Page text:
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A run of surprisingly strong inflation readings is increasing the danger that the Federal Reserve could allow expectations for higher price increases to become entrenched unless it alters its policy stance, former Fed officials and staffers told MNI.
"The inflation numbers continue to come in significantly stronger than the Fed was expecting a few months ago -- stories about special factors are losing credibility," Jeffrey Lacker, former president of the Richmond Fed, said in an interview.
Consumer prices jumped 5.4% in June, a third month of higher-than-expected readings that raised fresh inflation concerns in financial markets and among some Fed officials, even if skyrocketing used car prices likely exaggerated the spike.
"Even though strong increases in several categories seemed to drive the headline numbers, the surge in this report is fairly broad," Lacker said.
Pressed on the issue of inflation during Congressional testimony this week, Fed Chair Jerome Powell stuck to the script that he expects recent increases to be largely transitory, pointing to used car prices that are likely to subside.
Still, the outsized nature of the rises, and what many see as their broadening nature, is giving some current and many former policymakers pause.
Dallas Fed President Robert Kaplan told MNI in an interview Tuesday that he was raising his own inflation forecast for this year and next given widening price pressures.
Against that backdrop, Powell was repeatedly asked during his semi-annual testimony on monetary policy as to why he was not more concerned about inflation or ready to act against it. He said the Fed needs more time -- around six months -- to look through recent price data that's muddied by comparisons to the depth of the pandemic, when prices plunged.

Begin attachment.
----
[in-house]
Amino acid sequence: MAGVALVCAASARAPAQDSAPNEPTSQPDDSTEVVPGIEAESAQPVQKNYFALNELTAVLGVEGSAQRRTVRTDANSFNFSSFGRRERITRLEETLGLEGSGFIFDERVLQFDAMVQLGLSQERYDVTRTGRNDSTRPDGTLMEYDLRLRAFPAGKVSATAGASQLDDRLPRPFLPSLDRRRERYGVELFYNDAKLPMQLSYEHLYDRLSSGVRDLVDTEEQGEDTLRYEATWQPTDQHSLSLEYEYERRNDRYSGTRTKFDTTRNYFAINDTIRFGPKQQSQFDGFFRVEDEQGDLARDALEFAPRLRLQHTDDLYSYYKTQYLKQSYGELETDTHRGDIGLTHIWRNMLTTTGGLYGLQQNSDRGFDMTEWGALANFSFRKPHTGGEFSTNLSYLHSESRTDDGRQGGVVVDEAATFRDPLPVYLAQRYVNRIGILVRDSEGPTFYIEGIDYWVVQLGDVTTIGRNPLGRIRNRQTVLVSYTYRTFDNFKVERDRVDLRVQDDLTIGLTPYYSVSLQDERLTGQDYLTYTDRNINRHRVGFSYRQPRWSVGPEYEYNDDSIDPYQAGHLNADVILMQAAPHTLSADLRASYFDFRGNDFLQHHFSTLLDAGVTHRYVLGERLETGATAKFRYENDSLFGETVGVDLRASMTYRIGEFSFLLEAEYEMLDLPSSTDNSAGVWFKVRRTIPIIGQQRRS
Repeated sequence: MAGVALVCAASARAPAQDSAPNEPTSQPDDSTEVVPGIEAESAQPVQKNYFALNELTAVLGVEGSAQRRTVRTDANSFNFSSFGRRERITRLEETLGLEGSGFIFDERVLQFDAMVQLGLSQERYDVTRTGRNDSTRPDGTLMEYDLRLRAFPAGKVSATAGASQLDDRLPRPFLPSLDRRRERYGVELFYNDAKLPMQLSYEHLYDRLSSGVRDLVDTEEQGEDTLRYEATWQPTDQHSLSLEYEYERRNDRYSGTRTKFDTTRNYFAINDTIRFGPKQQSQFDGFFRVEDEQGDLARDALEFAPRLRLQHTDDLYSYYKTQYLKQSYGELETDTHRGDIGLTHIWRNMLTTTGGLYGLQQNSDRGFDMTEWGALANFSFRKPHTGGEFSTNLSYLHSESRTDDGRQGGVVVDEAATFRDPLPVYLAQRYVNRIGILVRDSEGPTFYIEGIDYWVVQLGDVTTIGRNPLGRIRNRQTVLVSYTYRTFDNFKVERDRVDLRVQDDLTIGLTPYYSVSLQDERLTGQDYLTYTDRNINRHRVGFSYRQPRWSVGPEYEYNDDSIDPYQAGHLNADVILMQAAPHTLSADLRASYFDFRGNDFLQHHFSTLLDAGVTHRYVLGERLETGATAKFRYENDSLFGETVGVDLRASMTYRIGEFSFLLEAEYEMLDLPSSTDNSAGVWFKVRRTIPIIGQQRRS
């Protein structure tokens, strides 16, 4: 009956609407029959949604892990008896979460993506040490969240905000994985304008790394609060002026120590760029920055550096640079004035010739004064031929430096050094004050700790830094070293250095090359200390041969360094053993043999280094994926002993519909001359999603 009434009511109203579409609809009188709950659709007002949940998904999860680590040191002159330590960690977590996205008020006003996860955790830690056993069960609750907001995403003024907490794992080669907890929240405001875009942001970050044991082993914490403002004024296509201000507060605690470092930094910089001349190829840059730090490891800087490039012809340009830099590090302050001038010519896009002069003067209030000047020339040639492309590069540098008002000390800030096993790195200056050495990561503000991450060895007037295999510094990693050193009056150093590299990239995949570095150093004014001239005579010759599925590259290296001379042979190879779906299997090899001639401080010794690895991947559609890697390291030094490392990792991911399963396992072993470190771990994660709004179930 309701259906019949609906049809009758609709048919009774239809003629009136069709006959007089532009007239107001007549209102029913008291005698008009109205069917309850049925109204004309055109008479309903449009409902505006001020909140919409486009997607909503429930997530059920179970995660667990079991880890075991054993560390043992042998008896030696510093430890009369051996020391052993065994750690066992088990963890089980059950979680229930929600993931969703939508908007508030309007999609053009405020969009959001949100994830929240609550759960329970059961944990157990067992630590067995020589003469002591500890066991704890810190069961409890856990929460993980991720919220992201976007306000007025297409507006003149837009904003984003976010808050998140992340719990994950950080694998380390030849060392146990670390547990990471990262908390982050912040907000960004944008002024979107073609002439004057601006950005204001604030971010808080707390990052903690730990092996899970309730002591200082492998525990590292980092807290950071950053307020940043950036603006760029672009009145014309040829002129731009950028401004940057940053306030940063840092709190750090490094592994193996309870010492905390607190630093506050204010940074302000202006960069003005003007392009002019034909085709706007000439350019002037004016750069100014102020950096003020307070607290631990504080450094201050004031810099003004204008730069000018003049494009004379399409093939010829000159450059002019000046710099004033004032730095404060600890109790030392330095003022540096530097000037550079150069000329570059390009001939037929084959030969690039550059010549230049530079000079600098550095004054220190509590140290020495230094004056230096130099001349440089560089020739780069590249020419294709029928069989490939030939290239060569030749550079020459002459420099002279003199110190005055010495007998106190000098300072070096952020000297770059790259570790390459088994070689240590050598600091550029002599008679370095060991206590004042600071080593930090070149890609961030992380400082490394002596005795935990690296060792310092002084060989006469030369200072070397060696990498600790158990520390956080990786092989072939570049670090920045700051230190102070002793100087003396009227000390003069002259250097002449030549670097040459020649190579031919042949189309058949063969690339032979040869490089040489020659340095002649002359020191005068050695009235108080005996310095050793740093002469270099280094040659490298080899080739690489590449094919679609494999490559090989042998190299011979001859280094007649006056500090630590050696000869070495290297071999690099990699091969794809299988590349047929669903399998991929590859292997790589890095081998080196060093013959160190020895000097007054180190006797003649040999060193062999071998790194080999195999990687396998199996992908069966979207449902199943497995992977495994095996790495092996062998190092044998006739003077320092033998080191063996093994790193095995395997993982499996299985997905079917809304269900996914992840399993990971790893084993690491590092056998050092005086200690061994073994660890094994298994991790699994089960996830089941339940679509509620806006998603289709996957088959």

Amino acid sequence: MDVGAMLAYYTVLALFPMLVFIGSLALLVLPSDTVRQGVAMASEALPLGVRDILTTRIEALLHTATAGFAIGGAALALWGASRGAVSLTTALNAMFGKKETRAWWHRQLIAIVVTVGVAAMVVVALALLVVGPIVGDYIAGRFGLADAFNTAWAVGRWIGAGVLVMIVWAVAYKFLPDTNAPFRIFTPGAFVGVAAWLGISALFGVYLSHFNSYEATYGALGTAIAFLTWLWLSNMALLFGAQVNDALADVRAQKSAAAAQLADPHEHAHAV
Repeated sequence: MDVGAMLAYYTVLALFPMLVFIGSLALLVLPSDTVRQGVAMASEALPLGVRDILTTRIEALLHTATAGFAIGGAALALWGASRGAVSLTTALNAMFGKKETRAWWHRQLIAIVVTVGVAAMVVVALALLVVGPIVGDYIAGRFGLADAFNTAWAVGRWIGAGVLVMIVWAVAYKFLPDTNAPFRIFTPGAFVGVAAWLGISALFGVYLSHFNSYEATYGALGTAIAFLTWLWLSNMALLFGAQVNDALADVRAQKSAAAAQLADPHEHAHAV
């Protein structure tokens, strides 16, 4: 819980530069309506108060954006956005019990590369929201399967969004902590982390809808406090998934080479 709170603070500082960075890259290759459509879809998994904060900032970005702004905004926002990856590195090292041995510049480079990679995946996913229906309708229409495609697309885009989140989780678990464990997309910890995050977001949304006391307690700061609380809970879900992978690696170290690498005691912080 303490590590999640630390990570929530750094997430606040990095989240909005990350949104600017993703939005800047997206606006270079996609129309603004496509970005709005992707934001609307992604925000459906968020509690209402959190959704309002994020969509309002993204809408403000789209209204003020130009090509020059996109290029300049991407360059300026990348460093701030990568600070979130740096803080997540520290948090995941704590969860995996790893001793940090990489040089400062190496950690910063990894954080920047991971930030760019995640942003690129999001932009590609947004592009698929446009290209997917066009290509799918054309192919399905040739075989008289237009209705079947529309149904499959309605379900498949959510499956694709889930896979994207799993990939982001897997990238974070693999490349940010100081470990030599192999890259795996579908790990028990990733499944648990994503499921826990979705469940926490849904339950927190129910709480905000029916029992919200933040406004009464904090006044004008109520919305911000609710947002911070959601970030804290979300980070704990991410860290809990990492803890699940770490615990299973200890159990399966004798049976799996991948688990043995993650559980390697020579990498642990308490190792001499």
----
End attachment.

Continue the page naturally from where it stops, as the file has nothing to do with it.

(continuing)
Charles Plosser, ex-president of the Philadelphia Fed, said the debate over temporary or permanent price pressures obscured the importance of how monetary policy reacts to those pressures.
"Policy needs to make sure that the temporary effects don't become more ingrained through rising expectations," Charles Plosser, ex-president of the Philadelphia Fed, told MNI.
"Monetary and fiscal policy are both very accommodative. This aggressiveness will be more important for future inflation than the bottlenecks or supply considerations that everyone seems focused on," Plosser said.
In particular, the Fed's shift in framework into a stance that waits for persistent inflation to show up in the economy before any reaction, in contrast to a previously preemptive posture, complicates matters, Plosser said.
"The Fed is signaling it doesn't intend to change course any time soon as it seeks to achieve its inclusive employment objective," Plosser said.
"What happened in the 1970s was that monetary policy turned supply shock price increases into a more sustained inflation. The environment today seems remarkably similar."
Lacker also honed in on the framework shift as fundamentally altering the economy's inflation prospects.
"The thing that anchors inflation is expectations, and the Fed has deliberately tried to unanchor expectations with the framework," he said. "The news is filled with stories that, oh yes, they want to tolerate a little inflation above 2%, so everyone hears that and says, the Fed wants inflation above 2%."
Roberto Perli, a former Fed board economist, is still fairly sanguine about the prospect for inflation to come back to Earth. But he conceded recent readings would likely boost the Fed's own estimates.
"Higher inflation today, for whatever reason, raises the odds that inflation will stay higher at the end of the year, so an increase in the median 2021 inflation is very plausible in September," he told MNI.
Joseph Gagnon, another ex-board economist, told MNI he thinks the Fed will look through current readings but he's worried inflation will linger for longer than the core of the Federal Open Market Committee expects.
"I continue to predict more inflation in 2022 than almost anyone else," said Gagnon, who is forecasting 3% core inflation next year "with a wide confidence band."
The Fed is set to keep discussing when and how to begin reducing its USD120 billion monthly purchases of Treasury and mortgage bonds at its forthcoming meetings. Any discussion about interest rate increases is likely much further into the future, although some former officials believe a rate increase in 2022 is becoming inevitable.